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Dam Removal and Indigenous Issues in Disney's "Frozen"

December 13, 2019

If environmental scholar Peter Brewitt didn’t have his hands full with two young daughters, he could moonlight as a film critic. In this guest blog post, Brewitt explores the unexpected connections between Disney’s Frozen franchise and Same River Twice, his 2019 book on dam removal.

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Peter Brewitt(Massive spoilers ahead for Frozen 2. Also Frozen. This should be fine because, to judge by ticket sales, you’ve probably already seen them.)

I have two daughters, but for the last few years, I’ve felt like I have four: Penny and Lupin, princesses of House Brewitt, and Anna and Elsa, princesses of Arendelle. I know I’m not alone in this—Anna and Elsa have joined many, many families. The first thing my older daughter wanted to be when she grew up was an Elsa. My younger daughter has only just turned two but demanded a toothbrush with Anna on it and totes around a stuffed Olaf (the snowman) instead of a teddy bear. I know all of the songs by heart. So of course, when Frozen 2 hit theaters, we (except for the two-year-old) went to see it immediately. I really liked it, but I did not expect it to be about environmental interest groups, political framing, and dam removal. Which is to say, my book.

Quick background if you don’t know Frozen . . . Arendelle, a lightly disguised Norway, has two princesses. Elsa, the older sister, possesses the power to shoot ice out of her fingers. Anna, the younger one, has no such power but DOES have a spunky personality. Their parents die at sea (Disney trusts kids to deal with some heavy themes between catchy showtunes; Frozen is based on Hans Christian Andersen’s “The Snow Queen”), Elsa freezes Arendelle but eventually sorts out how to harness her powers and be herself, and in the end, everyone learns about love, understanding, and the importance of taking action to fight climate change.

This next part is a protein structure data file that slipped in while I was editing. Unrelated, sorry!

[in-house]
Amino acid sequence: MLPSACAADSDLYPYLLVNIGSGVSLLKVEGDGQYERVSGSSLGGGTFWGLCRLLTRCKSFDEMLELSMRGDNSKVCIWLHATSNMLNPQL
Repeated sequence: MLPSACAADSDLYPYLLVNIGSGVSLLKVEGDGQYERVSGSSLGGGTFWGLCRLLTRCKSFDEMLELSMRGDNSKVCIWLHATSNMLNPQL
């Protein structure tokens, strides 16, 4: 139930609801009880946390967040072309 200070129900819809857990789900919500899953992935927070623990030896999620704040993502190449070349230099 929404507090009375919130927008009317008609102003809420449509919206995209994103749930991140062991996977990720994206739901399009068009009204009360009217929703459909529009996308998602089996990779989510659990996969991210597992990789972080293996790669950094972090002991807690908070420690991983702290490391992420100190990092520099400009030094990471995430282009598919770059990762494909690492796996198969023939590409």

Frozen 2 is also about love and understanding, but this time the characters come together through dam removal. The action takes us north of Arendelle, to the tribal lands of Northuldra. The girls’ dad, King Agnarr, had been part of a state visit there as a young prince, and Arendelle had built a dam to support economic development in the Northuldrans’ pre-industrial landscape. But the dam, the girls discover, was really an instrument of colonial violence—the girls’ grandfather, a nasty combination of Andrew Jackson and Otto Von Bismarck named Runeard, built the dam to destroy Northulda’s magic and open the land for conquest. What’s more, Elsa and Anna turn out to be half Northuldran themselves! They decide to destroy the dam, and they rouse Earth Giants to do just that. Elsa uses her powers to divert the uncontrolled dam release away from Arendelle, and everyone, again, lives happily ever after or until the inevitable sequel.

And it’s all true! Other than talking snowmen and ice magic. In real life, dams have been and still are used to destroy indigenous livelihoods, displace local communities, and force the dominant culture onto native people who live near the river. The Northuldrans are directly based on the Sami, the indigenous people of northwestern Europe. Norway’s dams (96 percent of Norway’s power comes from hydro) have destroyed the Samis’ traditional resources and stoked political conflict. While Disney seems to have done a pretty good job partnering with Sami people to make the movie, the magic of Northuldrans, and Arendelle’s fear of it, parallel a worldwide tendency to treat indigenous people as extra–human beings, like fairies or hobbits. Honestly, I’m impressed that Disney raised all this in a movie for elementary schoolers.

So how to deal with the industrial mistakes and limited perspectives of the past? In Frozen 2 and Same River Twice, the same lessons apply. In river politics, we’re all stuck with one another, and all stakeholders need to communicate in order to make any progress at all—there is always someone else downstream. Different people frame and value nature differently. Failure to coordinate with one another results in conflict, whether because a magical mist descends upon the watershed or because a nonmagical mist of lawsuits descends upon the United States courts. And when a dam is useless or harmful (of course some of them are useful), it should be removed. Though I have to recommend a responsible engineering approach that minimizes downstream impact; I cannot recommend the Earth Giants.

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